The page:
A Taste of American Culture

Posted July 30th, 2015 at 11:45 am (UTC-4)
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Hi everyone,

I am Triwik, a summer intern at VOA Learning English. Living in the United States has been an exciting period of my life. As a student at Ohio University, I have been introduced to many interesting parts of American culture. Here are a few!


Triwik (far left, wearing white scarf) during Halloween party in Athens, Ohio.

Triwik (far left, wearing white scarf) during Halloween party in Athens, Ohio.

Before I arrived in the U.S. in July 2014, I knew about Halloween from TV and the Internet. Athens, Ohio (where I study), is known as one of the scariest places in the United States. Many visitors come to Athens to celebrate Halloween. So, I felt lucky to be in Athens for the holiday.

Last year before Halloween, some student organizations on campus held events like pumpkin carving and painting. You need to remove the pumpkin seeds before carving the pumpkin.

On the day of Halloween, the city of Athens blocked the main street for the event. Last year, I dressed up as a Japanese horror character called Ju-on. I used white face powder, eyeliner, dark eye shadow and red lipstick to paint my face. For the costume, I wore a white scarf to cover my head and arms. My face painting successfully scared many people!

Thanksgiving & Black Friday

Triwik during Thanksgiving day

Triwik during Thanksgiving day

Last year, I got the chance to celebrate Thanksgiving with an American family in New Jersey. I even helped them preparing the food. We had the traditional Thanksgiving dishes like roasted Turkey, cranberry sauce, macaroni and cheese and green bean casserole. I felt right at home, as the family was nice and warm.

The celebration continued when the family took me shopping on Black Friday. Black Friday is the Friday after Thanksgiving. On this day, big stores offer major discounts. People rely on these discounts to buy gifts for the upcoming Christmas holiday.

On Black Friday, we all woke up at around 4 a.m. and packed breakfast and lunch before driving to a mall in Philadelphia. We were on the road by 5 a.m., and shopped for whole day!

Fourth of July Celebration

This summer, I was lucky to be in Washington D.C. to see the Independence Day celebration on the July 4th. The celebration started with a parade along the Constitution Avenue, followed by a free concert in the National Mall area and fireworks show around the Washington Monument.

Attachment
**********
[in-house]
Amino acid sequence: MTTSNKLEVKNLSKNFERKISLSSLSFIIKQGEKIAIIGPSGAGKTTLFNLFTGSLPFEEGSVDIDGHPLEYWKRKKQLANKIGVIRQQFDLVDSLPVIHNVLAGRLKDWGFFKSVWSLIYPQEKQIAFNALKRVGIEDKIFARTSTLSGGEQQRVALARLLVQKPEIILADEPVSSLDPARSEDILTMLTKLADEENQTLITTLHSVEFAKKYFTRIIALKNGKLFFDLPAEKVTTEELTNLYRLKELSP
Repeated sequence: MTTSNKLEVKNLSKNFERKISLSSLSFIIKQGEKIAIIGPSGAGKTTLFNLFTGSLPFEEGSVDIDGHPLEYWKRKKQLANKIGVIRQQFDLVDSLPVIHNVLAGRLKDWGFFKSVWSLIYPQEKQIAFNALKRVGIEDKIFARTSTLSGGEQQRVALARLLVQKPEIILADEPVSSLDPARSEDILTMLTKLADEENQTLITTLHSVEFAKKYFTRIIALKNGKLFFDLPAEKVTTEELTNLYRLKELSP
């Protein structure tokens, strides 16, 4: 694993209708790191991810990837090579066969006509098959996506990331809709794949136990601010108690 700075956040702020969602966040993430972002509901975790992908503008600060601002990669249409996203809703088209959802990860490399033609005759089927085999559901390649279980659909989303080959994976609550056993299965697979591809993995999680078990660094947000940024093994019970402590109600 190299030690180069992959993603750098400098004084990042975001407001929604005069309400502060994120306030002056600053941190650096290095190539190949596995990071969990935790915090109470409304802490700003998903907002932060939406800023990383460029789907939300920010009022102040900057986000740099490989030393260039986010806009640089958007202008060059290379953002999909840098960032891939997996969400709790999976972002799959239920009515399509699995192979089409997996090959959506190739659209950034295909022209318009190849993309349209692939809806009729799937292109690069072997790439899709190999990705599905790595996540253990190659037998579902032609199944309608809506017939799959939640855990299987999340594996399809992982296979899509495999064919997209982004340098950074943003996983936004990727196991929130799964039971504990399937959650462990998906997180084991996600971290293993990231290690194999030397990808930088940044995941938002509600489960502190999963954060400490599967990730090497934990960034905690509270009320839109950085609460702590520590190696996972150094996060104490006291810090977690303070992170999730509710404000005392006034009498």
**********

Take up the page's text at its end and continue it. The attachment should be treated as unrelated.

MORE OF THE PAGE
American Football Games

I have watched American football games on TV before. But I wanted to experience the real games at the stadium. I went to my first American football game last summer at Ohio University. An American friend was kind enough to explain the rules of the game.

After watching the game, I still could not understand why Americans call this game “football.” The players only kick the ball a few times during the game, not the whole time like the European football. It should instead be called handball!

Karaoke Bar

Most Indonesians, including myself, like singing karaoke — an activity in which people sing the words of the song. We have many karaoke places. We can reserve our own room – small, medium or large, choose our songs and sing in front of our friends.

It is different here in the U.S. When some friends took me for a karaoke, I thought that it was a karaoke like the one in Indonesia. But it was not. It was a karaoke bar. We requested a song to the disc jockey or DJ – a person who plays the songs. We had to sing in front of everybody. At the beginning, it was awkward singing in public. But it was fun.


The parties in the U.S. are very different than those of in Indonesia. Back home, the host will serve all the food and drinks and the guests will sit in the living room. The host usually does not permit the guests to be in the kitchen.

In the U.S., it is usually a potluck party in which the guests bring food or drinks to share. The guests are usually allowed to be in the kitchen and free to get food and drinks. I feel that parties in the U.S. are more relaxed and less formal because the guests don’t have to sit all the time!


*Do you have any questions about American culture for me? I will try to answer them! Leave us a comment below

Words in This Story

carving v. to make something by cutting off pieces of the material

costume n. the clothes worn by someone to look like a different person

scarf n. a long cloth worn around the neck or shoulders

scared v. to cause fear

right at homeexpression. feeling as if one belongs; feeling accepted.

packedv. to put something in a bag

bar n. a place that serves alcoholic drinks

awkward – adj. not easy to deal with





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